How to Make Kombucha
on Jun 12, 2022, Updated Jul 13, 2022
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Have you been hearing the buzz word, Kombucha, EVERYWHERE lately?! It’s high time that I teach you how to make kombucha at home.
Spoiler alert: it’s easier than you think, you don’t need special equipment, and it’s inexpensive! This recipes makes 1/2 gallon every 5-7 days.
How to Make Kombucha
The 6 Simplified Steps:
- Make your sweet tea.
- Add a scoby.
- Let it sit for 5-7 days!
- Bonus: bottle that 5-7 day old kombucha with some fruit.
- Let that sit an additional 5-7 days.
- Drink and enjoy!
- Sugar: Use organic sugar for best results. Avoid alternative sweeteners.
- Tea: Use organic black tea. You can also use a mix of white and/or green tea in addition to your black tea.
- Water: Untreated tap water works great. If your tap water is treated you’ll want to use filtered or distilled water.
- SCOBY: This is the live and active culture that turns your sweet tea into kombucha. Get one from a friend or buy a starter SCOBY online. You can use one over and over again and they’ll grow a new one each brewing cycle, so it’s a great one-time investment.
- Supplies: You don’t need a whole lot of supplies. For this method I use 1 1/2 gallon mason jar (with a screw on lid and a piece of fabric to cover the top), and if you are going to do a second fruited ferment, you’ll need 6, 16-ounce brewing bottles.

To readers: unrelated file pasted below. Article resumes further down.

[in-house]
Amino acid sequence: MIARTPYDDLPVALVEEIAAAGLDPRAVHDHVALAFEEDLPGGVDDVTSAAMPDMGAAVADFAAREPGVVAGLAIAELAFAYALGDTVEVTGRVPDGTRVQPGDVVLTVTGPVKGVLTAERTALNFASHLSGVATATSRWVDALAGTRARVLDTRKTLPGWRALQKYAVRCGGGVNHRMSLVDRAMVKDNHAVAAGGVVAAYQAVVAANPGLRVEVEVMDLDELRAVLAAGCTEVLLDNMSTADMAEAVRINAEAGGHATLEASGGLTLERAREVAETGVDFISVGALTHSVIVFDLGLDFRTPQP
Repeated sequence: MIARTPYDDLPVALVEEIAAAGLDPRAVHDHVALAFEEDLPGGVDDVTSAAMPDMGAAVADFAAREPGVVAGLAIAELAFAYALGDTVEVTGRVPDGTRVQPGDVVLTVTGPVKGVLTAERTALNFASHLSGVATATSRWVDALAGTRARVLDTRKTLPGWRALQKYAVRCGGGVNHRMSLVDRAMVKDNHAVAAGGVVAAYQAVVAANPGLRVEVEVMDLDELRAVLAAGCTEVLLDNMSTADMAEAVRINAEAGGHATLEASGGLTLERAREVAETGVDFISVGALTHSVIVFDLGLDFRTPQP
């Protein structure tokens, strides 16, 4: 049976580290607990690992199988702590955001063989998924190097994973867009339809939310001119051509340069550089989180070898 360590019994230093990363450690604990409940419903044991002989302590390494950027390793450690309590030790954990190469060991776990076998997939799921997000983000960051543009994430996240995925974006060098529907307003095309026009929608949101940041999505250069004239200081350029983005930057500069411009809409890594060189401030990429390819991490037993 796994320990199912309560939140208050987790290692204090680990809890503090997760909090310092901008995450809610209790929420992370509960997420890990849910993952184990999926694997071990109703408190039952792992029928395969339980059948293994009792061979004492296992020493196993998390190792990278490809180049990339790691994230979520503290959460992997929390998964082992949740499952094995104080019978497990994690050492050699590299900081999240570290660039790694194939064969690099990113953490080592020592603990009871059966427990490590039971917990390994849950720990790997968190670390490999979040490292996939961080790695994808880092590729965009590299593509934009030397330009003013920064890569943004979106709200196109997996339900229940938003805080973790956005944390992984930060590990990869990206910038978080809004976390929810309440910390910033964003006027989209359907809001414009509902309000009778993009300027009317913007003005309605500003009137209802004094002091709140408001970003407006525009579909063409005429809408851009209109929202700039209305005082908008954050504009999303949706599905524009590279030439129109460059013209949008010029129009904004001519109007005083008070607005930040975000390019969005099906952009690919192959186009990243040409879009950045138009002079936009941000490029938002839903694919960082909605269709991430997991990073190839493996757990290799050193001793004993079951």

- Recommended extras: I love The Big Book of Kombucha. If you are just starting out buy it or check it out from the library, it’s a great resource!
History of Kombucha
“Kombucha originated in Northeast China around 220 B.C. and was initially prized for its healing properties. Its name is reportedly derived from Dr. Kombu, a Korean physician who brought the fermented tea to Japan as a curative for Emperor Inkyo. Eventually the tea was brought to Europe as a result of trade route expansions in the early 20th century, most notably appearing in Russia (as “Kambucha”) and Germany (as “Kombuchaschwamm”). Despite a dip in international popularity during WWII due to the shortage of tea and sugar supplies, kombucha regained popularity following a 1960s study in Switzerland comparing its health benefits to those of yogurt.” -Christina Troitino of Forbes found in The Big Book of Kombucha
Basically, kombucha is a fermented tea that is made with water, tea, sugar, bacteria and yeast. Besides the health benefits of kombucha, I love the taste and it is soooo much cheaper to brew at home than to buy from the store.
First up, you are going to need a kombucha SCOBY.